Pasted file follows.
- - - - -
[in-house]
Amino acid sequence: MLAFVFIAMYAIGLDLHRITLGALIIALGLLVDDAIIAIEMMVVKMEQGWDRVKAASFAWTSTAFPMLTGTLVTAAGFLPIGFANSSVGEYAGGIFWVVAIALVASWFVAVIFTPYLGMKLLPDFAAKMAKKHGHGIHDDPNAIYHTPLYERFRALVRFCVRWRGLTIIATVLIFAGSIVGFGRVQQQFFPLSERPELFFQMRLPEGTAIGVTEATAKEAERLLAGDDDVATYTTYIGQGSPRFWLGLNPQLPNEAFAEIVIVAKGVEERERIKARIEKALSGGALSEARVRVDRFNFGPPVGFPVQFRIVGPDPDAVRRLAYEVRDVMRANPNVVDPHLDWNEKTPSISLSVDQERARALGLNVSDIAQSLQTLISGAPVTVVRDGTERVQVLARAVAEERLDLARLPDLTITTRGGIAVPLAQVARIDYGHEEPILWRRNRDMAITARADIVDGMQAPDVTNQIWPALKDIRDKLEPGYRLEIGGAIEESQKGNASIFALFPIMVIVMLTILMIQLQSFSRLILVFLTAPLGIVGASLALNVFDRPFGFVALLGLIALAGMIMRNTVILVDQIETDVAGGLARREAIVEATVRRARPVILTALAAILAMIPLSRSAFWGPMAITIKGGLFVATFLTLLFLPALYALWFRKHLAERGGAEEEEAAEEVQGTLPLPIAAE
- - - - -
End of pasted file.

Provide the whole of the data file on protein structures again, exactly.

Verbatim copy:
[in-house]
Amino acid sequence: MLAFVFIAMYAIGLDLHRITLGALIIALGLLVDDAIIAIEMMVVKMEQGWDRVKAASFAWTSTAFPMLTGTLVTAAGFLPIGFANSSVGEYAGGIFWVVAIALVASWFVAVIFTPYLGMKLLPDFAAKMAKKHGHGIHDDPNAIYHTPLYERFRALVRFCVRWRGLTIIATVLIFAGSIVGFGRVQQQFFPLSERPELFFQMRLPEGTAIGVTEATAKEAERLLAGDDDVATYTTYIGQGSPRFWLGLNPQLPNEAFAEIVIVAKGVEERERIKARIEKALSGGALSEARVRVDRFNFGPPVGFPVQFRIVGPDPDAVRRLAYEVRDVMRANPNVVDPHLDWNEKTPSISLSVDQERARALGLNVSDIAQSLQTLISGAPVTVVRDGTERVQVLARAVAEERLDLARLPDLTITTRGGIAVPLAQVARIDYGHEEPILWRRNRDMAITARADIVDGMQAPDVTNQIWPALKDIRDKLEPGYRLEIGGAIEESQKGNASIFALFPIMVIVMLTILMIQLQSFSRLILVFLTAPLGIVGASLALNVFDRPFGFVALLGLIALAGMIMRNTVILVDQIETDVAGGLARREAIVEATVRRARPVILTALAAILAMIPLSRSAFWGPMAITIKGGLFVATFLTLLFLPALYALWFRKHLAERGGAEEEEAAEEVQGTLPLPIAAE